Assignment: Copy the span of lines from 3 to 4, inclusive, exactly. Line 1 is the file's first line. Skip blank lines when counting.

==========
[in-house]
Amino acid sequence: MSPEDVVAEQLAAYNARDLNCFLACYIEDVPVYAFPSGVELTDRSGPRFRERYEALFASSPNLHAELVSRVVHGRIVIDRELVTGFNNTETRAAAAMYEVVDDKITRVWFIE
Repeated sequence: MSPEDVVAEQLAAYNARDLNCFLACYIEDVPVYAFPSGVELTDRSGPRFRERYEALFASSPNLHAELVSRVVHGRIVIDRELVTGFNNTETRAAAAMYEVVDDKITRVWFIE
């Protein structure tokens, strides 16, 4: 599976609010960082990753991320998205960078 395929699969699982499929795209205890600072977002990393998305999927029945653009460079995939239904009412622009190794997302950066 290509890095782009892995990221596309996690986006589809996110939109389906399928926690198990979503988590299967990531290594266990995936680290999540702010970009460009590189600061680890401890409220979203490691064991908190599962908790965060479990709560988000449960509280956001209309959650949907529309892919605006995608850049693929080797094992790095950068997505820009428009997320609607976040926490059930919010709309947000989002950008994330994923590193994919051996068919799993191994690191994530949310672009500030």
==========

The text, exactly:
Repeated sequence: MSPEDVVAEQLAAYNARDLNCFLACYIEDVPVYAFPSGVELTDRSGPRFRERYEALFASSPNLHAELVSRVVHGRIVIDRELVTGFNNTETRAAAAMYEVVDDKITRVWFIE
């Protein structure tokens, strides 16, 4: 599976609010960082990753991320998205960078 395929699969699982499929795209205890600072977002990393998305999927029945653009460079995939239904009412622009190794997302950066 290509890095782009892995990221596309996690986006589809996110939109389906399928926690198990979503988590299967990531290594266990995936680290999540702010970009460009590189600061680890401890409220979203490691064991908190599962908790965060479990709560988000449960509280956001209309959650949907529309892919605006995608850049693929080797094992790095950068997505820009428009997320609607976040926490059930919010709309947000989002950008994330994923590193994919051996068919799993191994690191994530949310672009500030």